Sunday, 2 December 2012

Screens

Screens offer pre-configured policies which protect zones against specific attacks, vulnerabilities and anomalies. They are processed after firewall filters, and are the first items to be process in the flow module. As they are processed first in the flow module they offer another line of defence to protect network and system resources.

Screen capabilities can be summarized into 5 categories.
1. ICMP (attacks, vulnerabilities and anomalies related to ICMP protocol)
2. IP (attacks, vulnerabilities and anomalies related to Internet Protocol)
3. Limit-Session (threshold based configuration to limit specifically against denial of service attacks)
4. TCP (attacks, vulnerabilities and anomalies related to TCP Protocol)
5. UDP (attacks related to UDP Protocol)
A more detailed explanation of each configurable screen option will be explained during the configuration.

Configuration
The diagram below outlines the basic topology for this exercise.

1. Create Screen & Configure ICMP Screen Options
In this step a screen profile (ids-option) is created, and ICMP related screen options are configured. Here is some descriptions for the various screen options.

flood: monitors and blocks IP packets where the configured number of ICMP packets/second is exceeded. The default is 1000 packets/second. The configurable range is 1 to 100,000 packets/second.

fragment: monitors and blocks any ICMP frame where the more fragments flag is set.

large: monitors and blocks any ICMP frame larger than 1020 bytes.

ping-death: Similar to 'large' option but focused on ICMP frames larger than 65535 bytes as related to an legacy OS vulnerability.

See the screenshot below for command details.

2. Configure IP Screen Options
In this step IP related screen options are configured. Here is some descriptions for the various screen options.

bad-option: monitors and blocks packets with IP options in the IP header for anomalies.

block-frag: monitors and blocks all IP fragments. Some vulnerabilities use IP fragmentation to evade layer 7 detection mechanisms.

loose-source-route-option: monitors and blocks packets with IP option#3 (loose source route). Loose source route is an IP option that allows partial route path manipulation by the client.

record-route-option: monitors and blocks packets with IP option#7 (record route). Record route is an IP option that records the route path of the IP packet.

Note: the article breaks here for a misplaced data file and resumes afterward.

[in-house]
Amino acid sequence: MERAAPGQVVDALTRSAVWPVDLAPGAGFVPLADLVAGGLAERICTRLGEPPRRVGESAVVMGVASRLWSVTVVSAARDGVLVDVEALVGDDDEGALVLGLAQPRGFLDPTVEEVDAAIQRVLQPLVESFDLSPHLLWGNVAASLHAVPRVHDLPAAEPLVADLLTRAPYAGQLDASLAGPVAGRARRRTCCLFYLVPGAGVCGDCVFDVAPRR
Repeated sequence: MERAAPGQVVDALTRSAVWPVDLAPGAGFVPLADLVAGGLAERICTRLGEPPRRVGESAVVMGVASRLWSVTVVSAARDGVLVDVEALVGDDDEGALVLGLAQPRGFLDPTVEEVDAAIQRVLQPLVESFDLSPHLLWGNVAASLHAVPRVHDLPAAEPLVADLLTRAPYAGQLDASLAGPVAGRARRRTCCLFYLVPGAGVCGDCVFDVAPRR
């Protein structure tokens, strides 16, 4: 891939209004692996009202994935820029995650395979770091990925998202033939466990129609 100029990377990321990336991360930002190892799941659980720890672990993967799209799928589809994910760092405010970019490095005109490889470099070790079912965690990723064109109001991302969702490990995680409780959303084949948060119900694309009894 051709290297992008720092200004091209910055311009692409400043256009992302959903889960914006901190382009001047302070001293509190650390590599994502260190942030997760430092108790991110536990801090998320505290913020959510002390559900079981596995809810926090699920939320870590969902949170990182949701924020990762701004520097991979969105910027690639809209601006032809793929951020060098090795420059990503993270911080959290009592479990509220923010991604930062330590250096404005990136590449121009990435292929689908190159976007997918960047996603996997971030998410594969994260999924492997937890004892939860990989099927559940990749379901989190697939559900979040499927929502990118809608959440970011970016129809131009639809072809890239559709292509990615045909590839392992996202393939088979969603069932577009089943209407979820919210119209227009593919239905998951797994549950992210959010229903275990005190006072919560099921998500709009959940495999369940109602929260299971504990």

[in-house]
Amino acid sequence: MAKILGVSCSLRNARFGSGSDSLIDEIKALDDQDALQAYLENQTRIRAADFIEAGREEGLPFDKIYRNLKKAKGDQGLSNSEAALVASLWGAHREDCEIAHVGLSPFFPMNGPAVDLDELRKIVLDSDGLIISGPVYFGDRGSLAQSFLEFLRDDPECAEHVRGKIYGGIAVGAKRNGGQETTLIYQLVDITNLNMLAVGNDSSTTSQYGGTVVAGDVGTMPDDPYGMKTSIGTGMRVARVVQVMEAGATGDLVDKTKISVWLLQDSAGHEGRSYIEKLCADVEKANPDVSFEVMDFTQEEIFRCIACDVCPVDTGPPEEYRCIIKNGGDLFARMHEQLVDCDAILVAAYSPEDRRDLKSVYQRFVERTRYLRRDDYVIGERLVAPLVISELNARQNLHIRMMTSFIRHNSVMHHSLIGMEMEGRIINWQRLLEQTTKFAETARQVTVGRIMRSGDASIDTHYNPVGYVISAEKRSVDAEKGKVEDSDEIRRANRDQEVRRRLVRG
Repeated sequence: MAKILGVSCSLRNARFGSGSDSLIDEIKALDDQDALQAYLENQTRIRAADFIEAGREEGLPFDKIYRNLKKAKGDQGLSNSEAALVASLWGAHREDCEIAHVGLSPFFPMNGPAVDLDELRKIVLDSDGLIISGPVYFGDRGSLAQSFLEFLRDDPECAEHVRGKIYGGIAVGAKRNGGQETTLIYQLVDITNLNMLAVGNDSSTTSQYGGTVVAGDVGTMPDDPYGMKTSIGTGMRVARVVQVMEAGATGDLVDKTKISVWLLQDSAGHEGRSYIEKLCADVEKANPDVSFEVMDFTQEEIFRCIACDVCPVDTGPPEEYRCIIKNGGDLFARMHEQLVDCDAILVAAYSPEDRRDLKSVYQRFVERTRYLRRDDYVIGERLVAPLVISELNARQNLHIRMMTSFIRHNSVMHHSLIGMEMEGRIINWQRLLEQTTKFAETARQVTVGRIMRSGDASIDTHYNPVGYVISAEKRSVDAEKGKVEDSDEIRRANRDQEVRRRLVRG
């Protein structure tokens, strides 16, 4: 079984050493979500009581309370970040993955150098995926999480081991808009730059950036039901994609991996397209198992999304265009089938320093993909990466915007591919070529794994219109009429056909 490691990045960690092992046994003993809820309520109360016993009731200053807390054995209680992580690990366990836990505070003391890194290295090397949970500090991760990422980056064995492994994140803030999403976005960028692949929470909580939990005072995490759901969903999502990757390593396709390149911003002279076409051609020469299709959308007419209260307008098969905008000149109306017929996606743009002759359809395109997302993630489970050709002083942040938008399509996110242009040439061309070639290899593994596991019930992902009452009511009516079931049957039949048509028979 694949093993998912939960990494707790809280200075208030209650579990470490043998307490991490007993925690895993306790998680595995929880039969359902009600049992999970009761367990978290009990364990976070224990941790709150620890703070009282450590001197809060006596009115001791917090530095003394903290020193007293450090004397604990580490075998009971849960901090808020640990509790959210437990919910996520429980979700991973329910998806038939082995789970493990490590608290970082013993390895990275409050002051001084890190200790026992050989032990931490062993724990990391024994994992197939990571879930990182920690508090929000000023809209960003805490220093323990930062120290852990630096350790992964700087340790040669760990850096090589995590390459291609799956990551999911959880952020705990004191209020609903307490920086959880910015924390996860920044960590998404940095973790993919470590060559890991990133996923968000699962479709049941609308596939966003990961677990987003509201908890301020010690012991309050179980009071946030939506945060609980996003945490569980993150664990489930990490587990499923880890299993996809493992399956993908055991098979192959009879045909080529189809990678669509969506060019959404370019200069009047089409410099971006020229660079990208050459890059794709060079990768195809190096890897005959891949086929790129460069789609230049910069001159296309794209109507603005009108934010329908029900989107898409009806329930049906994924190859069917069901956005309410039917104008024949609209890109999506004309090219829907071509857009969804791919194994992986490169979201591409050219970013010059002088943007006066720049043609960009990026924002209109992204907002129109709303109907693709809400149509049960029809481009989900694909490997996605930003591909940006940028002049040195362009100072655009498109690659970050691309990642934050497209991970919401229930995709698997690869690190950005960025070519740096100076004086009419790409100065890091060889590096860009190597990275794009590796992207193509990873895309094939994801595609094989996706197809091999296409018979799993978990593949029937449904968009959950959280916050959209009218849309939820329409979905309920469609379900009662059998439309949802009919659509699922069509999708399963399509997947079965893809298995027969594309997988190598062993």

security-option: monitors and blocks packets with IP option#2 (security). Security is an mostly unused IP option that can contain security parameters.

source-route-option: monitors and blocks packets with data in the source-route-option.

spoofing: monitors and blocks packets that are not expected on interfaces, uses forwarding table to know what source IP addresses should be received on what interfaces.

stream-option: monitors and blocks packets with IP option#8 (stream ID). Stream ID is an unused IP option that can contain security parameters.

strict-source-route-option: monitors and blocks packets with IP option#9 (strict source route). Strict source route allows is an IP option that allows full route path manipulation by the client.

tear-drop: monitors and blocks a specific sequence of fragmentation, and IP options that are used to target hosts.

timestamp-option: monitors and blocks packets with IP option#4 (timestamp). Timestamp is an mostly unused IP option.

unknown-protocol: monitors and blocks packets with IP protocol field greater than 137. IP protocol numbers higher than 137 are considered reserved and undefined. Do not get this confused with TCP protocol numbers, this option focuses on IP protocol number (for example UDP is IP protocol #17).

See the screenshot below for command details.

3. Configure Limit-Session Screen Options
In this step session limiting related screen options are configured. Here is some descriptions for the various screen options.

destination-ip-based: monitors and blocks IP packets where sessions exceed default or configured thresholds to a single destination IP address. The default is 128 sessions/IP address.

source-ip-based: monitors and blocks IP packets where sessions exceed default or configured thresholds from a single source IP address. The default is 128 sessions/IP address.

See the screenshot below for command details.

4. Configure TCP Screen Options
In this step TCP related screen options are configured. Here is some descriptions for the various screen options.

fin-no-ack: monitors and blocks IP packets where FIN flag is set but ACK flag is not. This is unexpected behaviour and can be used to identify a host operating system.

land: monitors and blocks IP packets where the IP address of the destination is the IP address in the source and destination fields of the IP header. This is an attack targeting hosts that send SYN-ACK packet to self-creating an empty session that must time out.

port-scan: monitors and rejects IP packets where a source address sends TCP SYN packets to a single destination addresses on 10 different TCP ports within the default or specified time. Default time is 5000 microseconds (0.005s). The configurable range is between 1000 and 1,000,000 microseconds.